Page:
This course will draw together the experiential, curricular, and individual components of the Master’s degree. The Capstone project serves as a vehicle to integrate what students learn in their graduate coursework, impact lab participation, community engagement field work, and study abroad (if applicable). It does this by providing an opportunity for students to demonstrate their ability to apply what they have learned in the program in a situation that approximates aspects of the post-graduate professional activities in which they intend to engage. It is a bridge between full-time graduate study and fulltime involvement in the world of social and health innovation and entrepreneurship. By the end of the capstone, students must demonstrate their ability to develop and execute a work plan that leads to a social or health innovation; iterate a project sufficiently to have produced a resume-worthy accomplishment; build strong professional relationships with and draw upon the resources of faculty, community practitioners and entrepreneurs, student colleagues, and external advisors. Students’ capstone projects should be creative, have the potential to create positive change, be innovative, and reflect students’ personal and professional identity. Capstone projects may be solo efforts or team endeavors, depending on the nature of the proposal. All students engaged in a capstone will meet periodically to both learn techniques that cut across the range of projects undertaken that semester, and to advise, coach, and support each other. Each student or team will conclude the project by presenting it to an audience of students, faculty, community-based entrepreneurs and partners. Because each student’s interests are different, their capstone projects may take different forms. They may create a new organization, build a prototype, or apply a social or health enterprise technique to an existing organization. Some students will work in the U.S., some abroad. The common thread is that these are all hands-on efforts intended to result in doing something, in taking an action that leads to some form of societal betterment.
Health Science Concentration (12 credits)
Students will select one of four pathways to complete the Health Science graduate certificate:
The course provides an overview to the field of global health, it introduces students to major global health challenges, programs the determinants of health hand disease, current and emerging global health priorities, policies, evidence base intervention, disaster relief, key legal issues, ethics and models of reform. In addition, particular attention is given to building key student competencies in analyzing national public health trends including major communicable and non-communicable disease burdens, key organizations supporting public health and professional opportunities in global health. Student skills are developed in analysis, leadership, teamwork, and communication in a global context.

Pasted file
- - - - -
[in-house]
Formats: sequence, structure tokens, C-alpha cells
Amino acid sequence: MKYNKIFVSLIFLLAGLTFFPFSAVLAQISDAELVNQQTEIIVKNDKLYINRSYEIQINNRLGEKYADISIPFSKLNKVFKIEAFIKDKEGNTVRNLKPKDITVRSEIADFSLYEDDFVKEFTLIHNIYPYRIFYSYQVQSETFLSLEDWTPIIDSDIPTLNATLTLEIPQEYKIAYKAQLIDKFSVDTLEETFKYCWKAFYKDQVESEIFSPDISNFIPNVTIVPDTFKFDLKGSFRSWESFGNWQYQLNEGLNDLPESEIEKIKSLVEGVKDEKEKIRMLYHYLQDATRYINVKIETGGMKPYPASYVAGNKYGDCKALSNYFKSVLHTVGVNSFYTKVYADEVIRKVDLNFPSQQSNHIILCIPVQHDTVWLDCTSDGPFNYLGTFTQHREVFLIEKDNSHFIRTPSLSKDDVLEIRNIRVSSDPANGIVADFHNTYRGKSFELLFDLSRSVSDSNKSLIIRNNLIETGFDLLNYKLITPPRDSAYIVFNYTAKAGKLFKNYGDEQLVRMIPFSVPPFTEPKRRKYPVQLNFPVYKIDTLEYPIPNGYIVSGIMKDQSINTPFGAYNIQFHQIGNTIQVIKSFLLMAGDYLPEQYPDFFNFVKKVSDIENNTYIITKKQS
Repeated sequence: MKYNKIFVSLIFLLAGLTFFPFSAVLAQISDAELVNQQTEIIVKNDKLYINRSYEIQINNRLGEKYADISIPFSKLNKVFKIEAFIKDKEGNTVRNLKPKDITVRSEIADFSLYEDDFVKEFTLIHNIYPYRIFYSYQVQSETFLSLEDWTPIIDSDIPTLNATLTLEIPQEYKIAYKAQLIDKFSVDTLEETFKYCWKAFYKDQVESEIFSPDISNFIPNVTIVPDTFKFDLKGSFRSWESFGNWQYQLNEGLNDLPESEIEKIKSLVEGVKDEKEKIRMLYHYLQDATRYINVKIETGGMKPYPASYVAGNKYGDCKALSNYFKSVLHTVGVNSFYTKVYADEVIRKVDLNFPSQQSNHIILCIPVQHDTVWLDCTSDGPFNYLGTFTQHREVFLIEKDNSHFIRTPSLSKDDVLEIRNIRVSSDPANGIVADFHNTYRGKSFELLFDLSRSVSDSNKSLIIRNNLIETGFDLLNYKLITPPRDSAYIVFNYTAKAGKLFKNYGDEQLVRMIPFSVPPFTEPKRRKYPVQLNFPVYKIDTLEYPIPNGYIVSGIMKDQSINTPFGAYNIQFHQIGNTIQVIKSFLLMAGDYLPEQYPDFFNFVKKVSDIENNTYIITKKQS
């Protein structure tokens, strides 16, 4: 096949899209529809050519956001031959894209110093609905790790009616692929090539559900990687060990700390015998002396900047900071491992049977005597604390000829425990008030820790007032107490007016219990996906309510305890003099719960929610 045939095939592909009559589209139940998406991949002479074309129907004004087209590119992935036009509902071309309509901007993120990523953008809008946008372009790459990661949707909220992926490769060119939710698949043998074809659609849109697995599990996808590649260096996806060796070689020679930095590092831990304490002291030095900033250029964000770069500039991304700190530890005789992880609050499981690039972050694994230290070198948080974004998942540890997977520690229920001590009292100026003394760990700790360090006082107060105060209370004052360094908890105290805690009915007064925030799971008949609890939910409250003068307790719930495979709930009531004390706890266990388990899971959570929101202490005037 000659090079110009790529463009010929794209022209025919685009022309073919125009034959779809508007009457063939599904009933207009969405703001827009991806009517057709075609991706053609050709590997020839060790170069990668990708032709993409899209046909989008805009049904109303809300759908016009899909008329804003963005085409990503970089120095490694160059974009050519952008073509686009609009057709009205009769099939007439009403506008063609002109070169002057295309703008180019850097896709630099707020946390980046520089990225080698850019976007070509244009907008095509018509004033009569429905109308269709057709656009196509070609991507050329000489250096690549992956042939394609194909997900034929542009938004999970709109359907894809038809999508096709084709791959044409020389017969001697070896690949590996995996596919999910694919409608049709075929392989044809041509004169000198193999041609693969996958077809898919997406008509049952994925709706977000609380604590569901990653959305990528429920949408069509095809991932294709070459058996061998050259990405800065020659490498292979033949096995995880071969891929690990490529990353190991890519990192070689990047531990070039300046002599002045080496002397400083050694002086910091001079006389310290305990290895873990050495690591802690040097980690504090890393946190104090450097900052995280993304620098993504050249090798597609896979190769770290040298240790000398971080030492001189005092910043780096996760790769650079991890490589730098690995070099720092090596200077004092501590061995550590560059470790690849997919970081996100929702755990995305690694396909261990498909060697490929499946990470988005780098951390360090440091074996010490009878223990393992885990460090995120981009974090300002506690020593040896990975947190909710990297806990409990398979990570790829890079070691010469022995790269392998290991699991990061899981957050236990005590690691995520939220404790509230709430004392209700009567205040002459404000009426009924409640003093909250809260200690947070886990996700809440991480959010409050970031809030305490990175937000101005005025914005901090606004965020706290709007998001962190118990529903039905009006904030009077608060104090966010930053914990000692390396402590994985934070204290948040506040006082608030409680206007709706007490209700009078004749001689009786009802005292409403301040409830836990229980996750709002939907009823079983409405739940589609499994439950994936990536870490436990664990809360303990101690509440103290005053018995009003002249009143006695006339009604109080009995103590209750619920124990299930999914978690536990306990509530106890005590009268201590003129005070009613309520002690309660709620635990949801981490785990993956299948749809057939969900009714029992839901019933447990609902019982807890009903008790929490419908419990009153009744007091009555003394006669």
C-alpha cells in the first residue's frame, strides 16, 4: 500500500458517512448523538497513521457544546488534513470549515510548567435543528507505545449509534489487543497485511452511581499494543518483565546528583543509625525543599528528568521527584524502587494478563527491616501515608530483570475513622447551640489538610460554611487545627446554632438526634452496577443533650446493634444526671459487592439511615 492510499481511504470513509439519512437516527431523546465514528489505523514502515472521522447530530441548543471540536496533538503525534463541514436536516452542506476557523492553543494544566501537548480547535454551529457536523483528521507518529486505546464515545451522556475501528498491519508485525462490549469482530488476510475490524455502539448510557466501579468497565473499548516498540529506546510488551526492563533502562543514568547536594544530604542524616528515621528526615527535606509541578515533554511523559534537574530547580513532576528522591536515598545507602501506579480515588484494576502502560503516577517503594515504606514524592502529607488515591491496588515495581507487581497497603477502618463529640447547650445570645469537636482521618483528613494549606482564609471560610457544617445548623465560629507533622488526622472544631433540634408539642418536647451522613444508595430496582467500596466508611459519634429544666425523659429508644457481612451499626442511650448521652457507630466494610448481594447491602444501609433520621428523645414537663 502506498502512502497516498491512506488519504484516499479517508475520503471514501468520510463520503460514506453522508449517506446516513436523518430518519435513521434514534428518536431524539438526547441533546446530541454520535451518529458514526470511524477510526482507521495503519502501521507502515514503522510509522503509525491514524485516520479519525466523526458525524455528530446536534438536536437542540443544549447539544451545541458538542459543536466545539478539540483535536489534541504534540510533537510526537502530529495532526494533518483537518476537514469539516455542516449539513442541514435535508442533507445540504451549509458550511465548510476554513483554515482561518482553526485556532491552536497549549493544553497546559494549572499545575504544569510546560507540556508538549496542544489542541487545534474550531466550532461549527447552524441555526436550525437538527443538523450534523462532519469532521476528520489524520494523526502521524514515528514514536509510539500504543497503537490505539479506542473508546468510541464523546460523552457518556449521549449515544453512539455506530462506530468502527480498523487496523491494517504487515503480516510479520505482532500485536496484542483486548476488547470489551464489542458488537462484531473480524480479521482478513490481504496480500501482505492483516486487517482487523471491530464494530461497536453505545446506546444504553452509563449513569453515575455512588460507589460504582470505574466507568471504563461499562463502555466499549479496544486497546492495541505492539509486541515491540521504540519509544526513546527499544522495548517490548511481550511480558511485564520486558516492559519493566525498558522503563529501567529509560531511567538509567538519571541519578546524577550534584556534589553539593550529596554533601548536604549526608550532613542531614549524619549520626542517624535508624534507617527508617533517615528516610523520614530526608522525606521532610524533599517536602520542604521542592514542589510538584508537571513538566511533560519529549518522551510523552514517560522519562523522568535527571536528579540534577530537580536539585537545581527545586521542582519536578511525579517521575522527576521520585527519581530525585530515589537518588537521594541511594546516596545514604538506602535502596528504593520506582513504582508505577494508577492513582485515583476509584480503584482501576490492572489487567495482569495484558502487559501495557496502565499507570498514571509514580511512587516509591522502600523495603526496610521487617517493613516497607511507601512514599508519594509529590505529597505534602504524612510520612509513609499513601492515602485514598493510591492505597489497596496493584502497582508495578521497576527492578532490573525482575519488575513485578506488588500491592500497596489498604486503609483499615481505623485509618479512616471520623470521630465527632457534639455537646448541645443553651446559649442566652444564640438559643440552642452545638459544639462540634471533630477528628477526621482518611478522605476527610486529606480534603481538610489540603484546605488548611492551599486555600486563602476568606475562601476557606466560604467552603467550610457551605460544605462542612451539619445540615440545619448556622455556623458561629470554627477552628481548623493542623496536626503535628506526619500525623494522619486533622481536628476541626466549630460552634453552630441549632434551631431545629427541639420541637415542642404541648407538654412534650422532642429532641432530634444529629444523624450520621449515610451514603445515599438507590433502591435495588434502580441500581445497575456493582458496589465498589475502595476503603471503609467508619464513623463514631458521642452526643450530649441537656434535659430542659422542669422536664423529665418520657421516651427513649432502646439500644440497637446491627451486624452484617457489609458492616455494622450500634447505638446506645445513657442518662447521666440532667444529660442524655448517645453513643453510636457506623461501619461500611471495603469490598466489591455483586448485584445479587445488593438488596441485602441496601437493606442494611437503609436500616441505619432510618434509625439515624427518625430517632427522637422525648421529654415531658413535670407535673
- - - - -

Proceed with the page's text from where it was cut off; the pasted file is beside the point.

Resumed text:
This course increases knowledge of how to apply different theories and intervention strategies to the health assessment and response to mass violence and disaster. Crisis theory used to guide crisis use a system approach to health services management including strategic planning budgeting and resources allocation.
This course applies the concepts, theories, and principles of the field of global health presented in the first course to the practical challenges facing global health professionals. Each student will select a specific global health priority for a given national or geo politically defined population to examine over the Durant of the course. The students selected case will be her primary focus for applying needs assessment methodologies, including epidemiological methods, mapping local, national and global policy processes, identifying strategies for building infrastructure and workforce capacity, analyzing financial opportunities and limitations and assessing the impact of macro changes in global economy, political environment and human rights and legal systems. Each student will complete a final summary project report that will summarize findings regarding scope, option, outcomes and a recommended action plan for improving the health status of the population group they have studied.